Henry Ward Beecher,
from the Contemporary Review
It would be no compliment to call Henry Ward Beecher the American
Spurgeon. He may be that, but he is more. If we can imagine Mr.
Spurgeon and Mr. John Bright with a cautious touch of Professor
Maurice and a strong tincture of the late F.W. Robertson—if, I say,
it is possible to imagine such a compound being brought up in New
England and at last securely fixed in a New York pulpit, we shall get
a product not unlike Henry Ward Beecher....
Mr. Beecher was brought up in the country. His novel, Norwood—not
very readable, by the way, although full of charming passages—abounds
in woods and streams, hills and dales, and flowers. "The willows," he
tells us somewhere, "had thrown off their silky catkins, and were in
leaf; the elm was covered with chocolate-colored blossoms, the soft
maple drew bees to its crimson tassels." Would that all preachers and
writers used no more offensive and superfluous flowers of speech than
such as these....
When he wants to illustrate the comfort of a powerful, unseen, though
protective love, he tells us how, as a boy, he woke up one midsummer
night and listened, with a sense of half-uneasy awe, to the wild cry
of the marsh birds, whilst the moonlight streamed full into his room;
and then, as he grew more and more disturbed, he suddenly heard his
father clear his throat "a-hem," in the next room, and instantly that
familiar sound restored his equanimity. The illustration is simple,
but it hits the mark and goes home. His affectionate tributes to his
father and mother are constantly breaking forth in spite of himself.
"I thank God," he says, "for two things. First, that I was born and
bred in the country, of parents that gave me a sound constitution and
a noble example. I never can pay back what I got from my parents. Next
I am thankful that I was brought up in circumstances where I never
became acquainted with wickedness." How delightful it is to think of a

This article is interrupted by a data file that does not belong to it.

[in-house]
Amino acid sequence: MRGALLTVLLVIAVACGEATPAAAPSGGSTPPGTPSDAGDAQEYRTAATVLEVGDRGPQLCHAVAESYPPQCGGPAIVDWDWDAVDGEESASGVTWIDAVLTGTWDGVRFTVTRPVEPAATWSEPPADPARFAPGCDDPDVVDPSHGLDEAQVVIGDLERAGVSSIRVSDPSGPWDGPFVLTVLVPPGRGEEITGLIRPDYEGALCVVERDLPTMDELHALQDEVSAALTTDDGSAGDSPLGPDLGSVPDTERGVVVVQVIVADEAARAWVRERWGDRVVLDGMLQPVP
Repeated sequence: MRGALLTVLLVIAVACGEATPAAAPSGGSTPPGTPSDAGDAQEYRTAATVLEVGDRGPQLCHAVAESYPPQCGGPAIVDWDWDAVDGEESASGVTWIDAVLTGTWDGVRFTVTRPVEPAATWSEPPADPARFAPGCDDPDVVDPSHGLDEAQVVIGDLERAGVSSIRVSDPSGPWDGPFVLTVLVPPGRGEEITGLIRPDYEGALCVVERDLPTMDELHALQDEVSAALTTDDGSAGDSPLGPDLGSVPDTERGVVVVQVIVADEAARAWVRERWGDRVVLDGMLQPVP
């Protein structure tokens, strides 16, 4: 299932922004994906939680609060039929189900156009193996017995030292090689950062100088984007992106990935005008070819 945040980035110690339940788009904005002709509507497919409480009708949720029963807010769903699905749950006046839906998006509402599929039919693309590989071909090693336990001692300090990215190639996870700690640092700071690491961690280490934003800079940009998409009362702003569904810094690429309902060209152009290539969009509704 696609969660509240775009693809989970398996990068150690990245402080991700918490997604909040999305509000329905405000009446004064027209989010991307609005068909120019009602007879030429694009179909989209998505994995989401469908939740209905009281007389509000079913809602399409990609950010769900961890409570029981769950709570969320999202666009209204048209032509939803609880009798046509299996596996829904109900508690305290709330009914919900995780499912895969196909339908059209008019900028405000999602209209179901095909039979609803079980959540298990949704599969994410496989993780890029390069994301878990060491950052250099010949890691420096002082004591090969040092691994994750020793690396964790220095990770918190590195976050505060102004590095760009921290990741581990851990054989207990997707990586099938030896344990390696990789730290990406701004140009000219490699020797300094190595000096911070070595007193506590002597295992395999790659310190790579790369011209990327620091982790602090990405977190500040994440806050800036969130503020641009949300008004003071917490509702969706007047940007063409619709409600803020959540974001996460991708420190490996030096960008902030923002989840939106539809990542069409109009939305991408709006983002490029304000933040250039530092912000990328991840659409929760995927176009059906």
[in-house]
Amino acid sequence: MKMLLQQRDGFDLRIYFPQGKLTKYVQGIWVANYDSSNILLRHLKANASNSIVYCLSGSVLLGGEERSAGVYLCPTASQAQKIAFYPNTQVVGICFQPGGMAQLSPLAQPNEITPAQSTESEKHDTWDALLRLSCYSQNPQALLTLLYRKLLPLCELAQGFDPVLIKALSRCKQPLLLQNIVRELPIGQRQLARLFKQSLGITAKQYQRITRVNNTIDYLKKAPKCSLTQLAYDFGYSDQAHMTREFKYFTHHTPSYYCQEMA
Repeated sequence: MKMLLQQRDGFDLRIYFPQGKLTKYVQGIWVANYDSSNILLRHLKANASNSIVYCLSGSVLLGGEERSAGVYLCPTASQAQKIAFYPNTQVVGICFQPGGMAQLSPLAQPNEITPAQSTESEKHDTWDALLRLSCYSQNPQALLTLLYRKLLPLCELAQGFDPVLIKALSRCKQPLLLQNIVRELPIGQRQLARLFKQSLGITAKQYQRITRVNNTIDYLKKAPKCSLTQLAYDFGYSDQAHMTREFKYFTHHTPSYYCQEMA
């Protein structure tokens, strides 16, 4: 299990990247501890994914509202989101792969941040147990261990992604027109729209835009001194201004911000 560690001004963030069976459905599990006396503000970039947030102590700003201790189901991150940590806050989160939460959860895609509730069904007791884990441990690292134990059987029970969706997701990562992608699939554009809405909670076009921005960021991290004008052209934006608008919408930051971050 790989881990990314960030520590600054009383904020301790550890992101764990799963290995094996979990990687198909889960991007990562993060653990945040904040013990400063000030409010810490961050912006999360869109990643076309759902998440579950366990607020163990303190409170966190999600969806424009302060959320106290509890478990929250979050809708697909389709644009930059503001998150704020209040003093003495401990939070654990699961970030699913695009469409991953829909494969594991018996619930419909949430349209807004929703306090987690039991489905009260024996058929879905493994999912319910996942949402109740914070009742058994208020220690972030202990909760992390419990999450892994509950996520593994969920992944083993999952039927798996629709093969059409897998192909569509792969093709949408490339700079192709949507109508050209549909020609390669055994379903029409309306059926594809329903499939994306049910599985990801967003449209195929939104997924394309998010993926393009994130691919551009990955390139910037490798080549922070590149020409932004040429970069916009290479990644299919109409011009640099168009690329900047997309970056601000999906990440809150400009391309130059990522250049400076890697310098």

man who, without a taint of conscious insincerity, but simply out of
the fulness of his heart, can get up before four thousand people, and
"I never was sullied in act, nor in thought when I was young. I grew
up as pure as a woman. And I cannot express to God the thanks which I
owe to my mother, and to my father, and to the great household of
sisters and brothers among whom I lived. And the secondary knowledge
of those wicked things which I have gained in later life in a
professional way, I gained under such guards that it was not harmful
to me." ...
He has a wonderful way of importing his leisure hours into the pulpit,
and making the great cooped-up multitude feel something of the joy and
freshness of his own exhilaration. One golden day above others seems
to have dwelt in his mind. He refers to it again and again.
"When I walked one day on the top of Mt. Washington—glorious day of
memory! Such another day I think I shall not experience till I stand
on the battlements of the New Jerusalem—how I was discharged of all
imperfections; the wide far-spreading country which lay beneath me in
beauteous light, how heavenly it looked, and I communed with God. I
had sweet tokens that he loved me. My very being rose right up into
his nature. I walked with him, and the cities far and near of New
York, and all the cities and villages which lay between it and me,
with their thunder, the wrangling of human passions below me, were to
me as if they were not."
Some of his sermons are full of vacation-rambles. He passes through
woods and gardens and plucks flowers and fragrant leaves, which will
all have to do service in Brooklyn Church; he watches the crowded
flight of pigeons from the treetops, and thinks of men's riches that
so make themselves wings and fly away. As he scales the mountains and
sees the summer storms sweep through the valleys beneath him, he
thinks of the storms in the human heart—"many, many storms there are
that lie low and hug the ground, and the way to escape them is to go
up the mountain sides and get higher than they are."
Mr. Beecher's travels in Europe were not thrown away upon his ardent
and artistic temperament. He has stood before the great pictures to
some purpose, and has not failed to read their open secret.
"Have you ever stood in Dresden to watch that matchless picture of
Raphael's, the 'Madonna di San Siste'? Engravings of it are all
through the world; but no engraving has ever reproduced the mother's
face. The Infant Christ that she holds is far more nearly represented
than the mother. In her face there is a mist. It is wonder, it is
love, it is adoration, it is awe—it is all these mingled, as if she
held in her hands her babe, and yet it was God! That picture means
nothing to me as it does to the Roman Church; but it means everything
to me, because I believe that every mother should love the God that is
in her child, and that every mother's heart should be watching to
discern and see in the child, which is more than flesh and blood,
something that takes hold of immortality and glory."
—Selected from the Contemporary Review.